He was foolish, he didn't know what he was doin';
You don't know him, my lord—O, don't give him to ruin!
He's the kindliest crathur, the tendherest-hearted;
Don't part us forever, we that's so long parted.
Judge, mavourneen, forgive him, forgive him, my lord,
An' God will forgive you—O, don't say the word!"
That was the first minute that O'Brien was shaken,
When he saw that he was not quite forgot or forsaken;
An' down his pale cheeks, at the word of his mother,
The big tears wor runnin' fast, one afther th' other;
An' two or three times he endeavoured to spake,
But the sthrong, manly voice used to falther and break;
But at last, by the strength of his high-mounting pride,
He conquered and masthered his grief's swelling tide,
"An'," says he, "mother, darlin', don't break your poor heart,
For, sooner or later, the dearest must part;
And God knows it's betther than wandering in fear
On the bleak, trackless mountain, among the wild deer,
To lie in the grave, where the head, heart, and breast,
From thought, labour, and sorrow, forever shall rest.
Then, mother, my darlin', don't cry any more,
Don't make me seem broken, in this, my last hour;
For I wish, when my head's lyin' undher the raven,
No thrue man can say that I died like a craven!"
Then towards the judge Shamus bent down his head,
An' that minute the solemn death-sentince was said.
The mornin' was bright, an' the mists rose on high,
An' the lark whistled merrily in the clear sky;
But why are the men standin' idle so late?
An' why do the crowds gather fast in the street?
What come they to talk of? what come they to see?
An' why does the long rope hang from the cross-tree?
O, Shamus O'Brien! pray fervent and fast,
May the saints take your soul, for this day is your last;
Pray fast an' pray sthrong, for the moment is nigh,
When, sthrong, proud, an' great as you are, you must die.
An' fasther an' fasther, the crowd gathered there,
Boys, horses, and gingerbread, just like a fair;
An' whiskey was sellin', and cussamuck too,
An' ould men and young women enjoying the view.
An' ould Tim Mulvany, he med the remark,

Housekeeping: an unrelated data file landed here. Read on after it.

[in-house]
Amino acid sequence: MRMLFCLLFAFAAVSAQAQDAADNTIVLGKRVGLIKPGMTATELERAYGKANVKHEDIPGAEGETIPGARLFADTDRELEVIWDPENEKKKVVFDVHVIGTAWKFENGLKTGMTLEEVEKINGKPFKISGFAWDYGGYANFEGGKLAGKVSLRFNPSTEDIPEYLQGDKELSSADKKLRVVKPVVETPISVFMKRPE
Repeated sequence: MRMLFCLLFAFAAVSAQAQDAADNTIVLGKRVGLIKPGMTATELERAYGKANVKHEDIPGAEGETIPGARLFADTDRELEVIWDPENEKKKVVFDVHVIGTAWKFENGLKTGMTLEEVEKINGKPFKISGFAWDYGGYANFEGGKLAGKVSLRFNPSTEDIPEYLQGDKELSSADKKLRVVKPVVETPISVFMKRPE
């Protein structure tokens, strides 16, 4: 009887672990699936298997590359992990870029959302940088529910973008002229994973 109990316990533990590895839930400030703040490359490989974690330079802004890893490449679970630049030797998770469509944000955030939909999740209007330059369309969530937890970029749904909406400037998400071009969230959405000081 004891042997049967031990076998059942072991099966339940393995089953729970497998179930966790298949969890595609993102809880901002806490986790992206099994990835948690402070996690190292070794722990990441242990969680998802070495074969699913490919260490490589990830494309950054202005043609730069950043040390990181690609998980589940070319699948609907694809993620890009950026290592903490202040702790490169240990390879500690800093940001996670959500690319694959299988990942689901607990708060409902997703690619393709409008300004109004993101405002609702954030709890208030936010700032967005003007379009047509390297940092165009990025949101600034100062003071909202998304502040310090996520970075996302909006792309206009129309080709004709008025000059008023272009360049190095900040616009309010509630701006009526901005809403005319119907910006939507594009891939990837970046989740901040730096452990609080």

There wasn't sich a sight since the time of Noah's ark,
An' be gorry, 'twas thrue for him, for devil sich a scruge,
Sich divarshin and crowds, was known since the deluge,
For thousands were gathered there, if there was one,
Waitin' till such time as the hangin' 'id come on.
At last they threw open the big prison-gate,
An' out came the sheriffs and sodgers in state,
An' a cart in the middle, an' Shamus was in it,
Not paler, but prouder than ever, that minute.
An' as soon as the people saw Shamus O'Brien,
Wid prayin' and blessin', and all the girls cryin',
A wild wailin' sound kem on by degrees,
Like the sound of the lonesome wind blowin' through trees.
On, on to the gallows the sheriffs are gone,
An' the cart an' the sodgers go steadily on;
An' at every side swellin' around of the cart,
A wild, sorrowful sound, that id open your heart.
Now under the gallows the cart takes its stand,
An' the hangman gets up with the rope in his hand;
An' the priest, havin' blest him, goes down on the ground,
An' Shamus O'Brien throws one last look round.
Then the hangman dhrew near, an' the people grew still,
Young faces turned sickly, and warm hearts turn chill;
An' the rope bin' ready, his neck was made bare,
For the gripe iv the life-strangling chord to prepare;
An' the good priest has left him, havin' said his last prayer,
But the good priest done more, for his hands he unbound,
And with one daring spring Jim has leaped on the ground;
Bang! bang! goes the carbines, and clash goes the sabres;
He's not down! he's alive still! now stand to him, neighbours!
Through the smoke and the horses he's into the crowd,—
By the heavens, he's free!—than thunder more loud,
By one shout from the people the heavens were shaken—
One shout that the dead of the world might awaken.
The sodgers ran this way, the sheriffs ran that,
An' Father Malone lost his new Sunday hat;
To-night he'll be sleepin' in Aherloe Glin,
An' the divil's in the dice if you catch him ag'in.
Your swords they may glitter, your carbines go bang,
But if you want hangin', it's yourself you must hang.
He has mounted his horse, and soon he will be
In America, darlint, the land of the free.
The "Colored Debating Society" of Mount Vernon, Ohio, had some very interesting meetings. The object of the argument on a particular evening was the settlement, at once and forever, of the question.
Mr. Larkins said about as follows: "Mr. Chaarman, what's de use ob a swoard unless you's gwyne to waar? Who's hyar dat's gwyne to waar? I isn't, Mr. Morehouse isn't, Mrs. Morehouse isn't, Mr. Newsome isn't; I'll bet no feller wot speaks on the swoard side is any ideer ob gwyne to waar. Den, what's de use ob de swoard? I don't tink dar's much show for argument in de matter."
Mr. Lewman said: "What's de use ob de pen 'less you knows how to write? How's dat? Dat's what I wants to know. Look at de chillun ob Isr'l—wasn't but one man in de whole crowd gwine up from Egyp' to de Promis' Lan' cood write, an' he didn't write much. [A voice in the audience, "Who wrote de ten comman'ments, anyhow, you bet." Cheers from the pen side.] Wrote 'em? wrote 'em? Not much; guess not; not on stone, honey. Might p'r'aps cut 'em wid a chisel. Broke 'em all, anyhow, 'fore he got down de hill. Den when he cut a new set, de chillun ob Isr'l broke 'em all again. Say he did write 'em, what good was it? So his pen no 'count nohow. No, saar. De swoard's what fotched 'em into de Promis' Lan', saar. Why, saar, it's ridiculous. Tink, saar, ob David a-cuttin' off Goliah's head wid a pen, saar! De ideer's altogedder too 'posterous, saar. De swoard, saar, de swoard mus' win de argument, saar."